Accra, Dec. 17, GNA - Millions of people in cities throughout the world depend on informal sector food businesses, traders and mobile vendors or hawkers for daily meals and food purchases. The informal food sector represents a key channel of our urban food systems, providing food in small quantities and convenient locations to many consumers. The informal food sector is a particularly important source of food for people living in dense, low-income neighbourhoods where individuals and families may not have access to kitchens or have time to prepare food.
We are also seeing in most countries that people of all incomes are eating more meals away from home, buying porridge on the street, lunch at small stands or picking up prepared food to take home. Consumer demand for convenient and affordable food helps to explain why an estimated 60% of jobs in East African cities are linked to the food sector. Food vendors, food stands and the numerous small restaurants that constitute the informal food sector provide livelihoods and jobs to many people in the world’s growing cities.
Unfortunately, in many places, local governments do not make it easy for informal food workers to ply their trade and make a living. Rather than facilitating the work of the informal food sector to produce quality, safe and affordable food for busy urban consumers, local government often views food vendors, traders and food stands as a blemish to be removed in the march to modernization. In fact, governments in many cities, concerned about food safety, congestion or the informality of these food operations, have passed ordinances or regulations prohibiting the sale or purchase of food on the street.
Given the importance of food sector jobs and livelihoods to many families and urban economies, it would seem wise from a city development perspective if national and municipal agencies from all sectors, together with food sector actors and civil society, could come together to develop workable solutions for the urban food sector. In this regard, Singapore’s experiences in developing hawker centres is very informative.
Hawker centres and open (wet) markets are well-known tourist attractions in Singapore and throughout Southeast Asia. There are well over one hundred hawker centres or groups of food retailers and small restaurants scattered in neighbourhoods, apartment complexes and business areas in Singapore. They represent an interesting innovation to address issues in the informal food sector. Singapore’s hawker centres preserve local food culture as well as the social function played by open (or wet) market places but in a more hygienic, food court-type of setting. They also represent a creative solution advanced by the Government of Singapore to help formalize previously-informal sector businesses, providing a fixed hygienic location in residential areas that provide basic support services to assist food vendors and restaurants to provide quality, safe food to their customers. These centres provide vendors, traders and restaurants with access to clean water, electricity, sanitation, waste disposal and personal security.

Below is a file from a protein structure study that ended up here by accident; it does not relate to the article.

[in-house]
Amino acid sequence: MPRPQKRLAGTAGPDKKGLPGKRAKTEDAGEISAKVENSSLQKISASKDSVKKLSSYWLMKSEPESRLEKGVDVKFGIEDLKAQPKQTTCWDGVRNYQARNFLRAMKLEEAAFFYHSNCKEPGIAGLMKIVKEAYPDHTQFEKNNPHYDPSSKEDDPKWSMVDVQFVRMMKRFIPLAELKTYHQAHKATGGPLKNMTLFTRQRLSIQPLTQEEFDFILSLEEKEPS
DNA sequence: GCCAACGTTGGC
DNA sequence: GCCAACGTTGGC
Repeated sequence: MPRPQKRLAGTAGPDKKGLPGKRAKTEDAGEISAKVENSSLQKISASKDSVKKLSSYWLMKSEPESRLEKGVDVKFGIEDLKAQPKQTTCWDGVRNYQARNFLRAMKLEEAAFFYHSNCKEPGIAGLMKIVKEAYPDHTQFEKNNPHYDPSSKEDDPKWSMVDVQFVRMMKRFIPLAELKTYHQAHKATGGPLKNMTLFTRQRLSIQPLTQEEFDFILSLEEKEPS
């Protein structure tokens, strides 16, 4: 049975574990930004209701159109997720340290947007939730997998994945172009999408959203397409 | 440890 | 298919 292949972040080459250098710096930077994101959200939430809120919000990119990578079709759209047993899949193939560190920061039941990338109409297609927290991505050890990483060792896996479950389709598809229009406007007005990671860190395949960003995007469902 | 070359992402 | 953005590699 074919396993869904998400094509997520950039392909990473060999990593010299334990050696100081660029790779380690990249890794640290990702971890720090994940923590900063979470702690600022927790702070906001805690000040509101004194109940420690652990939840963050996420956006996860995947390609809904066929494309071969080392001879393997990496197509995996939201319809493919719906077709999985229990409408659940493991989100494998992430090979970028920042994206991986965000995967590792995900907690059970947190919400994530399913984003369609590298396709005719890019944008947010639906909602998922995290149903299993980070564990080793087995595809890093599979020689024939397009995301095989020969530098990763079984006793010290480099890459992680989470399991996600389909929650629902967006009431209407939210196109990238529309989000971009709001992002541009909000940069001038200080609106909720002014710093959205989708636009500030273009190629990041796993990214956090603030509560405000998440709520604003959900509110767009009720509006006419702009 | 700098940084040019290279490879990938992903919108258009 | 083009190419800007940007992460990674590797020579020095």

Singapore’s experience, more than a model to be replicated, highlights what can be achieved when public, private and civil society sectors come together to develop solutions to issues that affect their cities and communities. As urban populations grow and cities are compelled to upgrade neighbourhoods and develop new residential areas, urban planning must become more food-friendly, promoting policy and investments in innovations like hawker centres that promote informal and formal food sector businesses and assure access to safe, affordable and nutritious food.
This article is written by James Tefft
Senior Economist and World Bank Liaison Officer
Food and Agriculture Organization of the United Nations
Washington, DC USA